Last summer, St. Thomas was one of 57 schools to receive a highly competitive, five-year, $1 million Howard Hughes Medical Institute (HHMI) Inclusive Excellence Grant to support efforts to engage all students in STEM fields.
St. Thomas’ efforts are focused on faculty development and learning about implicit racial and economic biases, the redesign of introductory courses and the introduction of strengths-based mentoring into advising.
College of Arts and Sciences’ Roxanne Prichard, professor of psychology and neuroscience, and Melissa Loe, associate professor of mathematics, are co-directors of the grant. Prichard said the lack of diversity in STEM fields is cause for concern.
“The goal of the grant is to really transform the whole culture to be more inclusive,” Prichard said. “We’re piloting it in STEM where we see the greatest discrepancies nationally in outcomes, but we’re hoping that whatever we learn from this is applicable to the entire university.”
In January, Roberto Zayas came on board as associate director of the HHMI project. A neuroscientist and patent lawyer, Zayas started down his path in science through HHMI-funded research at the University of Puerto Rico.
“As a scientist and a person of color, I am very invested in bringing more diversity to STEM fields,” Zayas said. “As an undergrad back in 1994, I was part of a program funded by HHMI. The program allowed me, as a first-year student and even the summer before college, to take college-level courses at the university and do research while I was an undergraduate. Because of that program, I ended up in graduate school. It’s something that made a significant difference in my life.”
Inclusive Excellence Grant projects have already begun around campus, including Lunch and Learn sessions for science and engineering faculty to discuss inclusion-related issues. Inclusive Excellence liaisons from almost all STEM departments have also been recruited.
Up next is training for a cohort of faculty to help them develop skills to become more effective academic advisers – inside and outside of the classroom – for underrepresented and first-generation students. A workshop focusing on diversity and inclusion, academic advising and mentoring will be held at the end of May to prepare the cohort for working with a group of first-year students this fall.
“One of the things this synergizes with nicely is the university’s Action Plan to Combat Racism and promote inclusion that is mandating that all full-time faculty need to get training in antibias and bias recognition,” Zayas said. “This could be another opportunity with more of a STEM focus.”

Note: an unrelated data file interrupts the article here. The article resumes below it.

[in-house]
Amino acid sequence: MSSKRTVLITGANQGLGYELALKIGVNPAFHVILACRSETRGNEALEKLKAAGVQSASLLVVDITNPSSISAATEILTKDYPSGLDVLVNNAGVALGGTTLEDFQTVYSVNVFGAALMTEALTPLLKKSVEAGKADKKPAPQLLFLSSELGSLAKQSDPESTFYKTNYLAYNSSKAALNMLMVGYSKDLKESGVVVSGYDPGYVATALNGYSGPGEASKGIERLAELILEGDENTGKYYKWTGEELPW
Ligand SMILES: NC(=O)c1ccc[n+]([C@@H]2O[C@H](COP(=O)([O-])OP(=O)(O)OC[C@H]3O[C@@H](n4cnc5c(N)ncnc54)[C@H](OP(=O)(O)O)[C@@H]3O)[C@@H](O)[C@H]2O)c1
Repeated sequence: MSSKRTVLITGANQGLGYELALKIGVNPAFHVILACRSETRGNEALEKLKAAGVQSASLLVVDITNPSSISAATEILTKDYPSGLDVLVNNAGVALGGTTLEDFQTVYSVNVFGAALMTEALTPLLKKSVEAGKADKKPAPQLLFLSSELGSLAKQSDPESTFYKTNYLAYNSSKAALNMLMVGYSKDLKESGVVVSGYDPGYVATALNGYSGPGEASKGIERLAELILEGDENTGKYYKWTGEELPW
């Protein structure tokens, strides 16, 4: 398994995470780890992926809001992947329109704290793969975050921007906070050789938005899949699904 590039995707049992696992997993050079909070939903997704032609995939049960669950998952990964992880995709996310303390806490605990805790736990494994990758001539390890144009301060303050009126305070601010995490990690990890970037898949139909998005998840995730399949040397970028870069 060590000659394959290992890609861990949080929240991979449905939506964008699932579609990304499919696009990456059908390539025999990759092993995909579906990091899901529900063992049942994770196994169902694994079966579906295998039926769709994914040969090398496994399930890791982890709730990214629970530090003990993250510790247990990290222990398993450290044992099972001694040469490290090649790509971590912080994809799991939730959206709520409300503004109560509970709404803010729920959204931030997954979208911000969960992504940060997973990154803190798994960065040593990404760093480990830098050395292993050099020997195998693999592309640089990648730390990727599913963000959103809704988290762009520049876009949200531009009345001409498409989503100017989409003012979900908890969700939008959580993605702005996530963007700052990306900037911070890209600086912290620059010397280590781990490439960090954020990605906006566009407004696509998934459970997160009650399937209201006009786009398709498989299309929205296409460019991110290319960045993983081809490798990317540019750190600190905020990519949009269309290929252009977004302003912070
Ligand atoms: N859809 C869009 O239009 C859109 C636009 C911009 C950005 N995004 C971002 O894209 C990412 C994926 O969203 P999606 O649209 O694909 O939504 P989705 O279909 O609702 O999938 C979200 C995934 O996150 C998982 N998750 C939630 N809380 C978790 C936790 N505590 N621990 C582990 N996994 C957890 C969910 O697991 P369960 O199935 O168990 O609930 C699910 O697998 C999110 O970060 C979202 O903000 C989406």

Zayas says he hopes people working on the HHMI Grant are able to develop a set of best practices to be shared across university departments and perhaps at other universities.
“I want the faculty to see their value in what we are trying to achieve,” he said. “What we’re doing will be great for underrepresented students, but I think other students will also benefit from the training that we will be providing and the overall improvement of the culture at St. Thomas. Ultimately, what we are trying to do is that when the grant expires, all the things that we are doing will stick. The changes will persist and be sustainable, and that other departments outside of STEM will see the work that we did and say, ‘This seems to be a good model to improve inclusivity and diversity and we should adopt this.’”
Ann Johnson, associate vice provost for faculty advancement, said she is excited about the work being done through the HHMI grant to achieve the goal of stronger inclusion and equity in science fields.
“For faculty development that is linked to creating an inclusive climate, it can be especially effective to focus on specific disciplinary content and goals as a way of strategizing for diversity,” Johnson said. “There is a history of STEM disciplines being difficult places for women students and underrepresented students, so faculty need to be intentional in how they teach those topics in order to change that pattern. In math, for instance, you have to work against the persistent stereotype that says men are innately better at mathematical thinking. The HHMI funding provides great resources for faculty in science areas and creates incentives for making the kinds of changes that strengthen inclusion.”
Work from grant recipients will be studied at the end of the five-year period.“The mission from HHMI is really to do 57 experiments to see what works,” Prichard said. “This is a national problem, and we have 57 schools doing 57 different things to collect data as a blueprint for culture change.”